base in the mass media into the digital realm, they seem to have adopted this
discourse of active-ness and turned it into a tool for expansion(p. 388).
Indeed, there is a rapidly growing list of such case studies. Some involve the
careful manufacture of viral phenomena, in which industry representatives hold
out the possibility of a grass-roots produser going mainstream. Such was the
rise of the singer Marie´Digby, who appeared to be a genuine viral
phenomenon a young girl who in 2007 posted what appeared to be
home-made videos on Youtube, and became a sensation. Later the Wall Street
Journal (Smith and Lattman 2007) revealed that she had already been signed to
a Disney-owned record label, and her video, supposedly made on iMovie, was
professionally produced. Certainly, no one forced all the Youtube consumers
to respond so positively to her music but was her rise really a result of
genuine participatory fan action? Web sites are springing up all over the place
to help advise companies on how to use social networking sites to place their
products effectively for instance how to get on the front page of DIGG and
other similar sites.
Indeed, media industries are becoming very adept at disciplining
produsage. One key way is to impose terms of serviceon fans participating
online, so that anything they post becomes the property of the company.
Reinhard (2009) discusses several such exampled, including the elaborate
marketing strategies around the 2008 blockbuster movie The Dark Knight. She
characterizes these trends as a move from audience-as-agentto audience-as-
pusher, as viewers are coopted to do the work of marketers. She asks:
Why would fans be willing to give producers such control over their
creative work? Part of this cooptations success lies in establishing a feeling
of magnanimity by creating the sense that the producers are encouraging
fans to engage with their favorite media product to ultimately help shape it
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... To capture this desire, the producers create ways in which the
consumers can feel they are making a difference for the object of their
affection, even if that impact is minor. (p. 11)
Furthermore, as Van Dijck (2009) points out, by channeling it carefully, the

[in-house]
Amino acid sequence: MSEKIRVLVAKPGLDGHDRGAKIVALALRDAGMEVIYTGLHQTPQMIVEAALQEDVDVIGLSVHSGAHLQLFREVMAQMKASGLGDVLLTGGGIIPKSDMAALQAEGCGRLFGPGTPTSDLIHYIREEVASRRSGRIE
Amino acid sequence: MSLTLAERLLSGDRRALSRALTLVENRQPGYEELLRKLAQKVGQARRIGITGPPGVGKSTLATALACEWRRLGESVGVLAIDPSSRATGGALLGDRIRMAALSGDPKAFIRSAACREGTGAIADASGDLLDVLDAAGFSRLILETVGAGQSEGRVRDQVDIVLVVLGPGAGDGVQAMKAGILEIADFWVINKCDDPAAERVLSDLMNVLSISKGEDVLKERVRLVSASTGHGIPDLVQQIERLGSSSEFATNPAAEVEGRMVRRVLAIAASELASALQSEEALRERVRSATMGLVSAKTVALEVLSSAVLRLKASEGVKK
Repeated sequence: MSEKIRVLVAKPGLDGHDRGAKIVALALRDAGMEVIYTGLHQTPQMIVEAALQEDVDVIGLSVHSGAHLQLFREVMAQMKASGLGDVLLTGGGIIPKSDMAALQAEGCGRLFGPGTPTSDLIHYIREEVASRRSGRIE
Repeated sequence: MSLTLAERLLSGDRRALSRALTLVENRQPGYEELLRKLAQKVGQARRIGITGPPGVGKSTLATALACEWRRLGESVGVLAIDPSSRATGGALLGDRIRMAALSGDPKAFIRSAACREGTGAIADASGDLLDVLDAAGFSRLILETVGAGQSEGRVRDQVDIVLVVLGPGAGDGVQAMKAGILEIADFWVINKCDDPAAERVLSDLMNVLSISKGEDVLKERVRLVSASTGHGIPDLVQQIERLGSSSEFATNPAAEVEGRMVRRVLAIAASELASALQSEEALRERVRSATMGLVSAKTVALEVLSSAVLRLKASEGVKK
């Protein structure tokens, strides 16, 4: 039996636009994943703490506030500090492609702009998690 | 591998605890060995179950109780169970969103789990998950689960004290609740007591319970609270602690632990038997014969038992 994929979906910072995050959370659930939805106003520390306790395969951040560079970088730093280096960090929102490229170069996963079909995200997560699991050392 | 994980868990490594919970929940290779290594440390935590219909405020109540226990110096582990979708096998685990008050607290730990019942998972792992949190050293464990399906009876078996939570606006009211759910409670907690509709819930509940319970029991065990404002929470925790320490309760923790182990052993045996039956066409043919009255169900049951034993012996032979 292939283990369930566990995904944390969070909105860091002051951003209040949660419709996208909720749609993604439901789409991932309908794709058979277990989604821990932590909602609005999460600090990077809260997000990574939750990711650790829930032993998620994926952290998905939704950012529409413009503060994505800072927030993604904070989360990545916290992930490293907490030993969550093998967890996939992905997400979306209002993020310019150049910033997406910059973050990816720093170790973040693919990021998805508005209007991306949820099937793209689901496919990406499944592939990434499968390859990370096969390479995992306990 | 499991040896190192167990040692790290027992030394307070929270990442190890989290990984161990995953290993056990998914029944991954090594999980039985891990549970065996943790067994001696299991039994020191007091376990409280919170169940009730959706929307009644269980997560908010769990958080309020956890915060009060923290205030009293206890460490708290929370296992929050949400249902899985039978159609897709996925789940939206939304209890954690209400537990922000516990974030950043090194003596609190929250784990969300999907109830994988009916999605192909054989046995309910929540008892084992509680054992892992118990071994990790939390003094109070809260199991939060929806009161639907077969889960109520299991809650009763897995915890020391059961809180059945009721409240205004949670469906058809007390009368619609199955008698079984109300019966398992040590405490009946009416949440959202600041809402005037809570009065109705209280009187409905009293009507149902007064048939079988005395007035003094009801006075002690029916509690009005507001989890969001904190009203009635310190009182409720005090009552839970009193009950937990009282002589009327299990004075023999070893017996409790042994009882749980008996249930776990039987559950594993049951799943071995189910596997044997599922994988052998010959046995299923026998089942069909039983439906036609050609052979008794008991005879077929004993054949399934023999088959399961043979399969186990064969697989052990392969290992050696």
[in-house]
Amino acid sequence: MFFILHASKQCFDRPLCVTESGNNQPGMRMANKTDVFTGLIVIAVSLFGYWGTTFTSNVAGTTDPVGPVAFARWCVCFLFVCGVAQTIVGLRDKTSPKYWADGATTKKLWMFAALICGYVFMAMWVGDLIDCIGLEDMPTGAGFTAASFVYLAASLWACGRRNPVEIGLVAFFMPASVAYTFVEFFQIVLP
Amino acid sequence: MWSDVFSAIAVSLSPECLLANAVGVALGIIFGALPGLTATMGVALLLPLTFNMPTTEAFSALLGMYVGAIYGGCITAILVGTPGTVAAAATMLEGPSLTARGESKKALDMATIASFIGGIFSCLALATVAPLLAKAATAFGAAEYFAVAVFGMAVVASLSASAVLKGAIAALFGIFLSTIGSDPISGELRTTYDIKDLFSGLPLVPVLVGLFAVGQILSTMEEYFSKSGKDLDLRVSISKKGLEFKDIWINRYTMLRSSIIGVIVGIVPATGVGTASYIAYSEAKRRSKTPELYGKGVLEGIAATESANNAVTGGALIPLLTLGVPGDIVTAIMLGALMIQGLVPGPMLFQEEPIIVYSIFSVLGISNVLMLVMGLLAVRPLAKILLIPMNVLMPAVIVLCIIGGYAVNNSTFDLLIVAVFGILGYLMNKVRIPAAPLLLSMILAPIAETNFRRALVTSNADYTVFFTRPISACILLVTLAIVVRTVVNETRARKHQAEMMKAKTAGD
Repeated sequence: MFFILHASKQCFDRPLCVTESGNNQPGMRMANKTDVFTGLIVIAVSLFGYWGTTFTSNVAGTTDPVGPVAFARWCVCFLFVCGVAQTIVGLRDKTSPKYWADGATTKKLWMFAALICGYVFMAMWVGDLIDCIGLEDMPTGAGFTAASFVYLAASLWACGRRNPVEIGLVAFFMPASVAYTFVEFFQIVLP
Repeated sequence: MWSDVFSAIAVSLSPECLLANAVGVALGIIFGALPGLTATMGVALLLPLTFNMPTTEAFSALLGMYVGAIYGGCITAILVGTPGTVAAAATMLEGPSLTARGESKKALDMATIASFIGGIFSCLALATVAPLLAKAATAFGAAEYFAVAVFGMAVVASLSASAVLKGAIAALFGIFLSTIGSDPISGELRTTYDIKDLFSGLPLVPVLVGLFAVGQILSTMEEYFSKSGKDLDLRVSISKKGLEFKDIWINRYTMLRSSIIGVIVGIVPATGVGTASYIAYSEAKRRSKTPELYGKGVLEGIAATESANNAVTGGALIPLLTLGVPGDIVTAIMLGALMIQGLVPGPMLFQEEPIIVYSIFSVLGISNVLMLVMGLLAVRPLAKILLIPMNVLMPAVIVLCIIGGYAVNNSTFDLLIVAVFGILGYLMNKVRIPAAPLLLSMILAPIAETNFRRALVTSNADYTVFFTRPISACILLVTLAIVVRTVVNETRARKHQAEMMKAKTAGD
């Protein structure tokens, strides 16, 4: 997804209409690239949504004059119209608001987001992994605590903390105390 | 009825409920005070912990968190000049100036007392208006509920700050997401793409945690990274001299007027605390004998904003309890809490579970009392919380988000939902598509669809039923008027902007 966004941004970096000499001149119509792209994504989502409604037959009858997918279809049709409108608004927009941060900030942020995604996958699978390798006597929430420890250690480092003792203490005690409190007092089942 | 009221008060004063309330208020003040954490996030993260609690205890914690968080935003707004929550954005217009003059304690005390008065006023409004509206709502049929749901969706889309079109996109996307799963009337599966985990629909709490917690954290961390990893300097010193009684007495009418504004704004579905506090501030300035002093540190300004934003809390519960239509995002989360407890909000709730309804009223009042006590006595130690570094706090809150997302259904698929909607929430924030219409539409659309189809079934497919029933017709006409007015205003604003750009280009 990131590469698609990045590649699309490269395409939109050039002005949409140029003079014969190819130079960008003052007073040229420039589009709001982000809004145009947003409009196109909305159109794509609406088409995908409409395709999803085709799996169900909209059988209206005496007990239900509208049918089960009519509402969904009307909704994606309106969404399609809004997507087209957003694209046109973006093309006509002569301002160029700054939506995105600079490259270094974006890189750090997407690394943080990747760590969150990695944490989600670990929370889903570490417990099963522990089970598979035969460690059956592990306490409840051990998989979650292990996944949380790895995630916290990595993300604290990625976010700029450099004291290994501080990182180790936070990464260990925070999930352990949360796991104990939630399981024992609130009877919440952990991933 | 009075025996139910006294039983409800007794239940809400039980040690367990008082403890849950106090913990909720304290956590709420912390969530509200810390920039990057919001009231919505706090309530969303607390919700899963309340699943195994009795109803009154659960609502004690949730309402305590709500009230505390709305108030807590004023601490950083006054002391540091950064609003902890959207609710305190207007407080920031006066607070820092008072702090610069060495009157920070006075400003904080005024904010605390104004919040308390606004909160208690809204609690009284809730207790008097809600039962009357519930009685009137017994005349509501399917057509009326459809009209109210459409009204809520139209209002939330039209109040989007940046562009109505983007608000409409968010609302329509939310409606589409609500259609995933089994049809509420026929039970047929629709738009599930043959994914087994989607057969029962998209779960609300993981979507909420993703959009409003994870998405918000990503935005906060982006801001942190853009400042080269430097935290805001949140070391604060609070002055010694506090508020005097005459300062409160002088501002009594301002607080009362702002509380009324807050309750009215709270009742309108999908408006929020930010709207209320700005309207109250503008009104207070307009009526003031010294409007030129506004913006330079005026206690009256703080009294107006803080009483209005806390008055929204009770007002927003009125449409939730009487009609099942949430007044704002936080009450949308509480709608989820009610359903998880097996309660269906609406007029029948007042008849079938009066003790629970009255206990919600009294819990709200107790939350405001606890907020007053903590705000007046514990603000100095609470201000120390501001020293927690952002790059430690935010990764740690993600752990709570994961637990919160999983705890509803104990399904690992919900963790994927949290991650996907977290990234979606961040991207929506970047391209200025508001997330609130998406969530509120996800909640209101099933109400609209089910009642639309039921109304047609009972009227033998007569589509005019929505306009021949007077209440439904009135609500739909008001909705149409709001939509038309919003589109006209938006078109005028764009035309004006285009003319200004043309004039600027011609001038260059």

industry can track online activity for the purpose of targeted marketing:
the users role as a data provider is infinitely more important than his role
as a content provider ... the real value added by users generating
metadata on the social behaviour of a profitable consumer segment
remains highly invisible and unaccounted for. (p. 49)
So as the industry asserts its control, true online freedom becomes more
elusive: Technology may actually work against ‘‘activity’’ by narrowing
perspectives and the possibilities to act outside of the realm of the computer
and it may nurture more repetition, rules and routines than freedom and
creativity(Nikunen 2007, p. 114). Tofflers vision of prosumers saw
autonomous individuals able to free themselves from allegiance to adver-
tiser-driven brand names. Indeed, the offline practices of the crafters, greens
and others discussed above fit better with his vision of the prosumer, and the
interesting areas for audience research are the extent to which these offline
practices are (or are not) both facilitated and articulated through media. When
it comes to online produsage, there seems to be increasing evidence that the
surveillance and disciplinary functions of those controlling the online
environment may be outweighing its liberatory potential.
Media influence and the audience
Furthermore, I fear that an overemphasis on online audience creativity not
only underplays the role of the media industries in specifically controlling
produsers but also may lead to neglect of the larger question of media
influence on audiences. This influence is not a simple cause-and-effect
relationship, but a much more subtle issue. Media producers have the power
to inscribe privileged representations of the world that place constraints on
actual audience practices, and may actually shape those practices. For example,
Ruddock (2008), using an updated cultivation approach, analyzes a successful